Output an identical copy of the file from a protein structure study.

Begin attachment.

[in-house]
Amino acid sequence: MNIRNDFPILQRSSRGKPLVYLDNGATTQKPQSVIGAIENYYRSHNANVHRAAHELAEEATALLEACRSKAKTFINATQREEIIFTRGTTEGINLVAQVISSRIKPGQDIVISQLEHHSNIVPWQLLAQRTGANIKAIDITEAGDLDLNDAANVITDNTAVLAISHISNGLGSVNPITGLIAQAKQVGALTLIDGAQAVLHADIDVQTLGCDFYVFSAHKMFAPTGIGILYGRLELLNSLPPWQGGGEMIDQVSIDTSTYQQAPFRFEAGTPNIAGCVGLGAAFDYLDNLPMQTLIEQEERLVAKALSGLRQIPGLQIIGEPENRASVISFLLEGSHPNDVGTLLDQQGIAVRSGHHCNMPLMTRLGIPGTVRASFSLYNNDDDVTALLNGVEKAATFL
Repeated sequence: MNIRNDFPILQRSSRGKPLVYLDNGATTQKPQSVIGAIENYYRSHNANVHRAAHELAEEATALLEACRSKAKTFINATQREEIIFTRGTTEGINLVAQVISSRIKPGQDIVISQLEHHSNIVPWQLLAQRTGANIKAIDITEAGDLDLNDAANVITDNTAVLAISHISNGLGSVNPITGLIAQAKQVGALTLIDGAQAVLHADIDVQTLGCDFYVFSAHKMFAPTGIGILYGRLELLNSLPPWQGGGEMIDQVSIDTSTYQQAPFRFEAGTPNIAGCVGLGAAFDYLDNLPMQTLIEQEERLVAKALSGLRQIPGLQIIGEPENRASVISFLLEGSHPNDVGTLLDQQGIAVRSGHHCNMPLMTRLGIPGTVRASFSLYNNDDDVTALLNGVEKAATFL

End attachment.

[in-house]
Amino acid sequence: MNIRNDFPILQRSSRGKPLVYLDNGATTQKPQSVIGAIENYYRSHNANVHRAAHELAEEATALLEACRSKAKTFINATQREEIIFTRGTTEGINLVAQVISSRIKPGQDIVISQLEHHSNIVPWQLLAQRTGANIKAIDITEAGDLDLNDAANVITDNTAVLAISHISNGLGSVNPITGLIAQAKQVGALTLIDGAQAVLHADIDVQTLGCDFYVFSAHKMFAPTGIGILYGRLELLNSLPPWQGGGEMIDQVSIDTSTYQQAPFRFEAGTPNIAGCVGLGAAFDYLDNLPMQTLIEQEERLVAKALSGLRQIPGLQIIGEPENRASVISFLLEGSHPNDVGTLLDQQGIAVRSGHHCNMPLMTRLGIPGTVRASFSLYNNDDDVTALLNGVEKAATFL
Repeated sequence: MNIRNDFPILQRSSRGKPLVYLDNGATTQKPQSVIGAIENYYRSHNANVHRAAHELAEEATALLEACRSKAKTFINATQREEIIFTRGTTEGINLVAQVISSRIKPGQDIVISQLEHHSNIVPWQLLAQRTGANIKAIDITEAGDLDLNDAANVITDNTAVLAISHISNGLGSVNPITGLIAQAKQVGALTLIDGAQAVLHADIDVQTLGCDFYVFSAHKMFAPTGIGILYGRLELLNSLPPWQGGGEMIDQVSIDTSTYQQAPFRFEAGTPNIAGCVGLGAAFDYLDNLPMQTLIEQEERLVAKALSGLRQIPGLQIIGEPENRASVISFLLEGSHPNDVGTLLDQQGIAVRSGHHCNMPLMTRLGIPGTVRASFSLYNNDDDVTALLNGVEKAATFL